Sovereign wealth funds across the world have had a good year with most of them doubling their returns in 2017 due to a growth in global equity markets, a new study has found.

According to a study by Invesco Global Sovereign Asset Management, returns that wealth funds earned grew by 9.1% last year, up from 4.1% from the year before.

The study noted that the funds are allocating more to equities with average allocation to these increasing by 33%, up from 29% in 2017. The increase in equity allocations has been largely driven by an equity bull market.

Sovereigns in the Middle East also take riskier bets in the private markets space. Middle Eastern sovereigns are the most targeted in their programs, with allocations into private credit increasing by 44% and infrastructure increasing by 33%.

In fact, global sovereign allocations to private markets doubled over the past five years to 20%, with infrastructure and private credit being the most favored in 2018. A bullish market has boosted the equity allocations, although geo-political risks remained a major concern.

That Middle East sovereigns are the most committed users of active fund management, with an average of 65% of their portfolios being actively managed. Middle East sovereign investors also often pursue opportunistic strategies in less traditional, less efficient markets where active management can potentially deliver significant alpha, a term that refers to an additional return that a fund-manager provides an investor. They also tend to have a significant internal active equity team, which means that the cost implication of higher use of active strategies is muted.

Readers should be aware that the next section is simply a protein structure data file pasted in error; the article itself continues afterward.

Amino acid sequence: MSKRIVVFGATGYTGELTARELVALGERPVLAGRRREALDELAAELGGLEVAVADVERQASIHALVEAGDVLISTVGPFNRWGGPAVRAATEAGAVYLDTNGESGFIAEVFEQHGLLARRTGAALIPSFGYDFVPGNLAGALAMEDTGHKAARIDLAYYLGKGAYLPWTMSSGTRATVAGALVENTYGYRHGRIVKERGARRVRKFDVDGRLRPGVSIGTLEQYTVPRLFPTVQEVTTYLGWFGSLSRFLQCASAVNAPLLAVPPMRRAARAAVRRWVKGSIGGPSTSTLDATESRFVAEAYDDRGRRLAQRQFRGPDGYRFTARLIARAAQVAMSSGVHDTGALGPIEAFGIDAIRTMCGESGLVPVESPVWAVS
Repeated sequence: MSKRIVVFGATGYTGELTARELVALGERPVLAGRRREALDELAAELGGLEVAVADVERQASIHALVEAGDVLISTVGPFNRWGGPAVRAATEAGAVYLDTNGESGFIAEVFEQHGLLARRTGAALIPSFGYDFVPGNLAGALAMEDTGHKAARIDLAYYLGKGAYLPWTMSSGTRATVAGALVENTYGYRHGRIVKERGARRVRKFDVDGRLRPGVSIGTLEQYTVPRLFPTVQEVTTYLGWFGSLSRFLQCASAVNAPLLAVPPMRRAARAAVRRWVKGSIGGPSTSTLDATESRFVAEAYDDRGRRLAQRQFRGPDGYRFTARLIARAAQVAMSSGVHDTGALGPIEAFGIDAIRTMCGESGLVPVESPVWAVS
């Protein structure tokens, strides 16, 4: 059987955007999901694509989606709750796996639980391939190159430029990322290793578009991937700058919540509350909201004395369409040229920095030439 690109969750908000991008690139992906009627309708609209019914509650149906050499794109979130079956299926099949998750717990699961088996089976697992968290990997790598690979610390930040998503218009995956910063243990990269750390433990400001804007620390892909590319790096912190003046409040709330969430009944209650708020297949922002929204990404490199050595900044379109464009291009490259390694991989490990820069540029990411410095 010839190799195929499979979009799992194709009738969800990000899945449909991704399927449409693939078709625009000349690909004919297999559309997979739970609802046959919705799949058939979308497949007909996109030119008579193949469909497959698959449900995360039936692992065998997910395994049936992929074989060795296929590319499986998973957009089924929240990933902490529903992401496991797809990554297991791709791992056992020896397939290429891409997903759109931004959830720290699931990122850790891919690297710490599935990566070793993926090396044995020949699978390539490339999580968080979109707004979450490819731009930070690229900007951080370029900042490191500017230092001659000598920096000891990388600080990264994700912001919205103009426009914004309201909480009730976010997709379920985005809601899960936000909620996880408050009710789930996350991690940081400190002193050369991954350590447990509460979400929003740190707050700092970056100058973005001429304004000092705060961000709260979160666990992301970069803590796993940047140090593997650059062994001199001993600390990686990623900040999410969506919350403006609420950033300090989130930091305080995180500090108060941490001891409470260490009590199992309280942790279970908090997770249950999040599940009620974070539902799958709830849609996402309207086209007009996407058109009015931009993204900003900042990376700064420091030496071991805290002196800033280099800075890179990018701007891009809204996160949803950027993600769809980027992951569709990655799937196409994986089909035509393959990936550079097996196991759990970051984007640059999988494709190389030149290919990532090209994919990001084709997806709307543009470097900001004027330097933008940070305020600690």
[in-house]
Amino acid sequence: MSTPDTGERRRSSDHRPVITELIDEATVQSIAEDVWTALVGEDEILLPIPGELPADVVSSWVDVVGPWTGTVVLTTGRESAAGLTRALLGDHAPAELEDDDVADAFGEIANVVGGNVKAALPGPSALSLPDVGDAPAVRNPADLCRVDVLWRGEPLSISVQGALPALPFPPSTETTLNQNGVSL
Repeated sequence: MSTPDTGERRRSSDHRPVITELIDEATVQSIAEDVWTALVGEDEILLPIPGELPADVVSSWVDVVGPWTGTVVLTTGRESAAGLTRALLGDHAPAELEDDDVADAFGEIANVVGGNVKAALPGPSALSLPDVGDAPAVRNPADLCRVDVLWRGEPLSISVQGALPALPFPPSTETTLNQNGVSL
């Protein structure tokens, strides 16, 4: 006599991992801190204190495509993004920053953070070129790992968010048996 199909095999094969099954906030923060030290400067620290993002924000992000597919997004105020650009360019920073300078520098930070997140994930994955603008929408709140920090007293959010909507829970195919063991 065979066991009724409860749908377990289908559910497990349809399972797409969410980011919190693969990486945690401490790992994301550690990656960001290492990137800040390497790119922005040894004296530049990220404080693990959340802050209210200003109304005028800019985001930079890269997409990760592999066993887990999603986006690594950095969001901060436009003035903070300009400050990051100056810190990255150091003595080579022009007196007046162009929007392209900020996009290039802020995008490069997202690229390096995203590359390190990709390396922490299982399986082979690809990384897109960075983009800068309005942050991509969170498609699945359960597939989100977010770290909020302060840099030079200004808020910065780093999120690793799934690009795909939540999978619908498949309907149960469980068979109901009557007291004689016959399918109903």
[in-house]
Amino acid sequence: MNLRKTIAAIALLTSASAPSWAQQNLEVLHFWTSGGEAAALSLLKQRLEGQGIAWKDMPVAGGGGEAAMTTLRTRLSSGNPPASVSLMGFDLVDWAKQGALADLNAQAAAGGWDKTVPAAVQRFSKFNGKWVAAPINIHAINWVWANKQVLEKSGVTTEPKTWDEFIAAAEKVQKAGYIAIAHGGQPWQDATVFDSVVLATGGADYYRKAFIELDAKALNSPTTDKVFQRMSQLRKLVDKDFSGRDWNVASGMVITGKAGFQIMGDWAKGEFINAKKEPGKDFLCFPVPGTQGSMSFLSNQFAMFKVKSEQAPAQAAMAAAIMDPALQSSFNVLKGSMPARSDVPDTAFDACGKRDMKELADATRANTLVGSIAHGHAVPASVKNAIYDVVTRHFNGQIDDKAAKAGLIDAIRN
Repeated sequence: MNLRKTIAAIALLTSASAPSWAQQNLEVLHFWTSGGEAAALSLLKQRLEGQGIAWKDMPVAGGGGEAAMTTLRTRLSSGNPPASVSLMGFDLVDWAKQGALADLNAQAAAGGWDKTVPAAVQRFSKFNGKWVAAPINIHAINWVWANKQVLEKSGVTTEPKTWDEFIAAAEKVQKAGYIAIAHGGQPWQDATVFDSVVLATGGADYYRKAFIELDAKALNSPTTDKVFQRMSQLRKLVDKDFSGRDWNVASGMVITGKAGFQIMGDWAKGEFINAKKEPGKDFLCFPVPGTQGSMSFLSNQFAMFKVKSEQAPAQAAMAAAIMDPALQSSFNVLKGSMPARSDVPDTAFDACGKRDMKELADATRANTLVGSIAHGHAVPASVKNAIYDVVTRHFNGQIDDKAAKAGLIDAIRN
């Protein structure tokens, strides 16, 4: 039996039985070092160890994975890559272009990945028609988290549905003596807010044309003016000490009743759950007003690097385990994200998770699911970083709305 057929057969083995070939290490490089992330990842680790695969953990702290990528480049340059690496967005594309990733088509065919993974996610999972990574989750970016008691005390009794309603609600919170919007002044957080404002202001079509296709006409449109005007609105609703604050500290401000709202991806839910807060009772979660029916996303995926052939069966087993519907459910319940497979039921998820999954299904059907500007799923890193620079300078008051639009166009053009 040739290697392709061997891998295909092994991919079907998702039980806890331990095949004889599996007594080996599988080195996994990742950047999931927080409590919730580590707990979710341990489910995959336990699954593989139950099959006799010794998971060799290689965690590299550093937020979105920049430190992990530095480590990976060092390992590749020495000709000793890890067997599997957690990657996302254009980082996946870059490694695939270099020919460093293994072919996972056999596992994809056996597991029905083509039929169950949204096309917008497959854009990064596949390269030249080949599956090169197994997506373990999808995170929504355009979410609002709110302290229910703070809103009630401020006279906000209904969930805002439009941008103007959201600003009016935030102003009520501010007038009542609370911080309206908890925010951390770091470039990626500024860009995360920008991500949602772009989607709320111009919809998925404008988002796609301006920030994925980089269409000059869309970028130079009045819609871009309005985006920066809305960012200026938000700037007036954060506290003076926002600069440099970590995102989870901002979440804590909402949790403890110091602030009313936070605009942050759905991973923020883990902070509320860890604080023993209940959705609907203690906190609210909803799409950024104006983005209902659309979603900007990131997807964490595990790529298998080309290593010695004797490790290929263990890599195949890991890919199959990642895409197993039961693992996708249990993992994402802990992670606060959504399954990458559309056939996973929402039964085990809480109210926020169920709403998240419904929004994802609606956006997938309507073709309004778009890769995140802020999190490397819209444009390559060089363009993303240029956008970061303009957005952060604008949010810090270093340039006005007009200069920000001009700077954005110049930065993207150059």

Asian sovereigns have a relatively similar profile in being significant users of active management, driven largely by the perception that their local equity markets are less efficient than the US and Europe, as well as having longer average holding periods for their equity mandates.

Middle Eastern sovereign investors also seem to be inclined towards investments in less traditional private markets such as real estate, credit and infrastructure.

The report looked at 126 individual sovereign investors and central bank reserve managers from across the world with $17 trillion in assets.

The $1 trillion Norwegian Government Pension Fund is the largest sovereign wealth fund in the world, according to Sovereign Wealth Funds Institute. Middle Eastern wealth funds such as Abu Dhabi Investment Authority, Kuwait Investment Authority and SAMA Foreign Holdings also take the top spots as they actively continue to invest across the global markets.